Over the weekend new snow and wind will increase the avalanche hazard. Human triggered storm and wind slab avalanches will be possible and may become likely near and above treeline. Natural avalanches may be possible as wind transports new precipitation above treeline.
Avoid convex pillows of wind-drifted snow, watch for new wind slab development and avoid overhanging cornices that have formed on leeward sides of ridgelines. Cornices on February 25th. Another system may enter the area approximately Wednesday, March 6th and may keep avalanche hazard elevated.
Rapid warming after storms, or rain on snow may lead to wet avalanche activity. Evidence of a smallish wet avalanches were observed on sunny slopes near and below treeline the past few days. We've seen evidence of wet unstable snow on all steep slopes below 9,500'.
Between February 13th and 26th the snowpack roughly doubled. On those dates respectively, we measured ~150cm and ~300cm of snow on an ESE slope at 12,000' near Rustler Peak. Read more about our February recap.
Early February Storm Cycle: Snowslide SNOTEL (9,730') reported 20" of new snow and ~3" of snow water equivalent (SWE) between Feb. 2nd and 6th. This resulted in a large avalanche in Snowslide Canyon on Feb. 5th or 6th. Classification is HS-N-R4D4-O. On Feb. 9th a crown line was observed about 1/2 way down Jay's Slide - a NNW aspect on Fremont. This avalanche likely occurred on Tuesday or Wednesday, February 5 or 6. Estimated classification is U-N-R2D2-U.
St. Valentine's Storm: Heavy dense snow with rain levels near treeline. Snowslide SNOTEL reported 5" of new snow and ~2.5" of SWE between Feb. 14th and 15th. No avalanches observed. New hard/icy crusts in the snowpack.
Presidents Day Weekend Storm: Snowslide SNOTEL reported 9" of new snow and ~<0.5" of SWE between Feb. 17th and 19th. This resulted in small storm and/or wind slab avalanches on Rustler peak. Evidence observed on Feb. 20th. Though not big, these may have been large enough to injure and bury a person. Estimated classification for each is is U-N-R2D1.5-U (35.338, -111.683, ~E aspect). The hard Valentine frozen rain layer was a likely bed surface.
Feb. 21/22 Storm: Snowslide SNOTEL reported 20" of new snow and ~1.4" of SWE between Feb. 20th and 22nd. This resulted in loose snow avalanches triggered by skiers, boarders, and natural small cornice drops. No significant slab avalanches observed.
March 11 update: An old crown line and avalanche debris were discovered in the Telescope Chute of Doyle Peak. The crown was located at ~10,900' at a choke where the path briefly narrows and steepens. Avalanche debris and small broken trees were found at ~10,400’. This avalanche likely happened during the Feb. 21/22 storm.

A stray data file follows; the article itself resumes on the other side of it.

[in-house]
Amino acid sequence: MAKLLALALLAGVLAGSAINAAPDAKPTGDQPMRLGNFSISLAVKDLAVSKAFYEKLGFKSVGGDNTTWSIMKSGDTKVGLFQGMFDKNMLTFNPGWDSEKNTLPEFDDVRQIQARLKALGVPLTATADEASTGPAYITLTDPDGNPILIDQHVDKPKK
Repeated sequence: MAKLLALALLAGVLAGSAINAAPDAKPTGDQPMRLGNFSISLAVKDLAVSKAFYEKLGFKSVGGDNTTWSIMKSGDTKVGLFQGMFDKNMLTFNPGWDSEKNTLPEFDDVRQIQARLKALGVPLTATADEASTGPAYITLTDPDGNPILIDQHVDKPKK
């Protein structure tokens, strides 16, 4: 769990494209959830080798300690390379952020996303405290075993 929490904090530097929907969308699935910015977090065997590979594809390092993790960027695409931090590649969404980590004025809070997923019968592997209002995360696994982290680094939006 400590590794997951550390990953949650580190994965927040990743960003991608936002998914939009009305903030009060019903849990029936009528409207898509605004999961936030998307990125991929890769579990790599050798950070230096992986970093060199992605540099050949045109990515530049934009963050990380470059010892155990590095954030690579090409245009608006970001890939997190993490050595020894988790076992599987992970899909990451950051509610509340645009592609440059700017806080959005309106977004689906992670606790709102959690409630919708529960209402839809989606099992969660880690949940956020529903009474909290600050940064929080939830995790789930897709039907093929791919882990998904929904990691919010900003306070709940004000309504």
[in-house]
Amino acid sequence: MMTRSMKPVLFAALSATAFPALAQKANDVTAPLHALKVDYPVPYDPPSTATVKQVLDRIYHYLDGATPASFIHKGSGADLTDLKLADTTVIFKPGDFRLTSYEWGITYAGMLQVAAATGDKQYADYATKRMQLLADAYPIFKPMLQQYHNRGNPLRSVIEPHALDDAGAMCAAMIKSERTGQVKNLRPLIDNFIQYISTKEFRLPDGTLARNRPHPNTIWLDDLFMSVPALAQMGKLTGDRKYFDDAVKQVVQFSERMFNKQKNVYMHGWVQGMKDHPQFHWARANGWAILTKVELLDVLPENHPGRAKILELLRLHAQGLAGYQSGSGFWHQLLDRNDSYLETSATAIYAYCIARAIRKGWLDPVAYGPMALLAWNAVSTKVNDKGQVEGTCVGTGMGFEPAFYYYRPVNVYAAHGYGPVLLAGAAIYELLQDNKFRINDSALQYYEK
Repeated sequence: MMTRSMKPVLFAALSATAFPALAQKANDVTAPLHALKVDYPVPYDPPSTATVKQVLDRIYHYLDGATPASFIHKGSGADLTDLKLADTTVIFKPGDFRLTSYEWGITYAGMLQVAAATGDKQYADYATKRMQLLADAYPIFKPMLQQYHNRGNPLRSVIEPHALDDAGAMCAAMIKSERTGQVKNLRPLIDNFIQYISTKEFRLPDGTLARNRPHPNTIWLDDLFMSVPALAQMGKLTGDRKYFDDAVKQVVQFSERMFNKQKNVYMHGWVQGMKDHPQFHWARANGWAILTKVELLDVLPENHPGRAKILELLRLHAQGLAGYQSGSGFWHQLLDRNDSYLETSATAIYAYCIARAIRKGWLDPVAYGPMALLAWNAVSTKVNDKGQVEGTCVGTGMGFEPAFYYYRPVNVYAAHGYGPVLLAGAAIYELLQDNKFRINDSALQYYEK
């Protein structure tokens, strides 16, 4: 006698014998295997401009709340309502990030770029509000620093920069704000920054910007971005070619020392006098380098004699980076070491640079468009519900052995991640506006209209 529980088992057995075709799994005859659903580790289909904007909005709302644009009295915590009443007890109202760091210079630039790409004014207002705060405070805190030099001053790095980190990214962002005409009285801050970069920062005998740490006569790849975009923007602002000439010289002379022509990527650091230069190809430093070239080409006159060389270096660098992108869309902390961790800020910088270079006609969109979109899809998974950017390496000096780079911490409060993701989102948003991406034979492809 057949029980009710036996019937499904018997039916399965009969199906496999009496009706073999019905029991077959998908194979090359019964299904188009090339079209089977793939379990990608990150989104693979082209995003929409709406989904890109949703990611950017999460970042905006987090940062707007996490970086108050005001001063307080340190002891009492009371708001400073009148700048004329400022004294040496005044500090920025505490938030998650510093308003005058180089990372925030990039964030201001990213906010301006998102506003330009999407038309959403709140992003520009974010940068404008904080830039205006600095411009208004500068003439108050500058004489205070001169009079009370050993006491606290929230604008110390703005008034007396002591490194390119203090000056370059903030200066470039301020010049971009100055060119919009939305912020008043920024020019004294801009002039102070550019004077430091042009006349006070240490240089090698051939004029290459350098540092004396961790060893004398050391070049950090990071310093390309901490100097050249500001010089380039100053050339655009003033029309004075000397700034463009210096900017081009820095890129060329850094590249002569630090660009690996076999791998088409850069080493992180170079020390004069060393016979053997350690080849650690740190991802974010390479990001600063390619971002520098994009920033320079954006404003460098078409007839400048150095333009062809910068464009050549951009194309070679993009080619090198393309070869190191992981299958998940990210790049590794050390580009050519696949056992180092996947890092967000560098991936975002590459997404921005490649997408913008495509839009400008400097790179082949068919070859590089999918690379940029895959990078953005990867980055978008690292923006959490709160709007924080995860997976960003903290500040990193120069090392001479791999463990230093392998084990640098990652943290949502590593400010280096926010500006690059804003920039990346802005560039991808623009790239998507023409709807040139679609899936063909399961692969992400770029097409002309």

Near and Above TreelineWatch for new wind slab development and growing cornices on leeward slopes. Expect to find wind scoured zones and hard icy snow above treeline - especially on south , southwest, west and northwest slopes. Crampons and ice axes will help prevent falls on steep icy slopes.
Sunshine after storms may destabilize southerly and sunny slopes.
Below TreelineWatch for rain on snow events, and warm temperatures destabilizing the snowpack.
Tree wells are getting deep and tree well immersion suffocation is a real possibility. Coverage is good on most slopes above 9,500', with plenty of safer low angle (<30°) touring.
New snow slabs and wind slabs will be your primary problem near and above treeline this weekend and next week.
Wind slabs are often smooth and rounded and sometimes sound hollow, and can range from soft to hard. Avoid slabs and convex pillows of wind-drifted snow on lee and cross-loaded terrain features.
Forecast calls for new snow and southwest and west winds this weekend, so watch for northeast and easterly wind slab formation. Also, chutes and gullies on other aspects may cross load.
Keep an eye on the ASBTP weather station. Readings between 15 and 35 mph indicate the potential for snow transport and formation of wind slabs. Look for various links under the weather menu above. Note that this station may get rimed during storms and report erroneously.
Waiting at least 48 hours after wind events will decrease your chances of finding unstable storm/wind slabs.
Avoid standing on overhung cornices, as they may collapse unpredictably and send you downslope. They can sometimes break far back on flat ridge-top terrain. Sunny warm weather can naturally release cornices.
Evidence of smallish wet slab avalanches were observed this week on southerly slopes below treeline. Current trend is towards cool and cloudy weather, but when warm weather returns, watch for loose wet and wet slab avalanche potential - primarily on steep southerly and westerly slopes above 10,000'. This could also become a problem on all steep aspects at elevations below 10,000 feet. Rain on snow will destabilize the snowpack on any aspect or elevation.
During warm weather, surface snow will become saturated with water. Deteriorating riding conditions (sticky slush) and rollerballs are an indication that you should move to a colder slope.
Even when things appear stable, there's always some uncertainty. Therefore don't expose all or most of the group to avalanche terrain. This group should spread out more. Feb. 26 J. Langdon photo.
This north-northeast face of Fremont Peak had ski tracks on Wednesday, Feb. 27th. Two days later the tracks were covered by new snow blown in from southwest winds. Friday, March 1st, 2019 photo.
On Thursday, February 28th a fracture was observed in Telescope Chute, a northeast aspect of Doyle Peak. This appears to be a glide crack or an old avalanche crown. March 11 update: We confirmed that this was a crown line. See Overall section.
Backcountry permits are required for travel in the Kachina Peaks Wilderness and available at local USFS locations, as well as, at the Agassiz Lodge on Saturday and Sunday 8:30 -11:30.